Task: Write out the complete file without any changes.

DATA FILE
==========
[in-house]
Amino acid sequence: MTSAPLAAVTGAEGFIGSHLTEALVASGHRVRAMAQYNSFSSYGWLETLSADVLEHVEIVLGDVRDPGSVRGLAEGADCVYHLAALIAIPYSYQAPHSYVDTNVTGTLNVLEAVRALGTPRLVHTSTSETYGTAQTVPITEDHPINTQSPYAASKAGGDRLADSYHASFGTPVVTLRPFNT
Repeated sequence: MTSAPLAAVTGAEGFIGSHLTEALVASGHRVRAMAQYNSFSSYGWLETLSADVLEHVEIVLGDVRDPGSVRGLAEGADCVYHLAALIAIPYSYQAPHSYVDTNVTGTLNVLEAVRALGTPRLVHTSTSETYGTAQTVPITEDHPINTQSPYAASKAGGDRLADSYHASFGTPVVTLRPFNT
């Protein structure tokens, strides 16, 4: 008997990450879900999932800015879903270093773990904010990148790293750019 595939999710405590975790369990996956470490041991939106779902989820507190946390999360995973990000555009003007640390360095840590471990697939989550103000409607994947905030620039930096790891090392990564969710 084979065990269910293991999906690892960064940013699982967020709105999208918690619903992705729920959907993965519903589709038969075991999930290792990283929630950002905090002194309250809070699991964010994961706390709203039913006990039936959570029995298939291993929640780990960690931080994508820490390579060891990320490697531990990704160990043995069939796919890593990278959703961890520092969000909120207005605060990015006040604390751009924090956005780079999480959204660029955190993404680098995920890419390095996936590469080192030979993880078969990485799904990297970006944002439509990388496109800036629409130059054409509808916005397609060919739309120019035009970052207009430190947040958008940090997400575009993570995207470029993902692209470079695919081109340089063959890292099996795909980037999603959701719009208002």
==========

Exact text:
[in-house]
Amino acid sequence: MTSAPLAAVTGAEGFIGSHLTEALVASGHRVRAMAQYNSFSSYGWLETLSADVLEHVEIVLGDVRDPGSVRGLAEGADCVYHLAALIAIPYSYQAPHSYVDTNVTGTLNVLEAVRALGTPRLVHTSTSETYGTAQTVPITEDHPINTQSPYAASKAGGDRLADSYHASFGTPVVTLRPFNT
Repeated sequence: MTSAPLAAVTGAEGFIGSHLTEALVASGHRVRAMAQYNSFSSYGWLETLSADVLEHVEIVLGDVRDPGSVRGLAEGADCVYHLAALIAIPYSYQAPHSYVDTNVTGTLNVLEAVRALGTPRLVHTSTSETYGTAQTVPITEDHPINTQSPYAASKAGGDRLADSYHASFGTPVVTLRPFNT
């Protein structure tokens, strides 16, 4: 008997990450879900999932800015879903270093773990904010990148790293750019 595939999710405590975790369990996956470490041991939106779902989820507190946390999360995973990000555009003007640390360095840590471990697939989550103000409607994947905030620039930096790891090392990564969710 084979065990269910293991999906690892960064940013699982967020709105999208918690619903992705729920959907993965519903589709038969075991999930290792990283929630950002905090002194309250809070699991964010994961706390709203039913006990039936959570029995298939291993929640780990960690931080994508820490390579060891990320490697531990990704160990043995069939796919890593990278959703961890520092969000909120207005605060990015006040604390751009924090956005780079999480959204660029955190993404680098995920890419390095996936590469080192030979993880078969990485799904990297970006944002439509990388496109800036629409130059054409509808916005397609060919739309120019035009970052207009430190947040958008940090997400575009993570995207470029993902692209470079695919081109340089063959890292099996795909980037999603959701719009208002």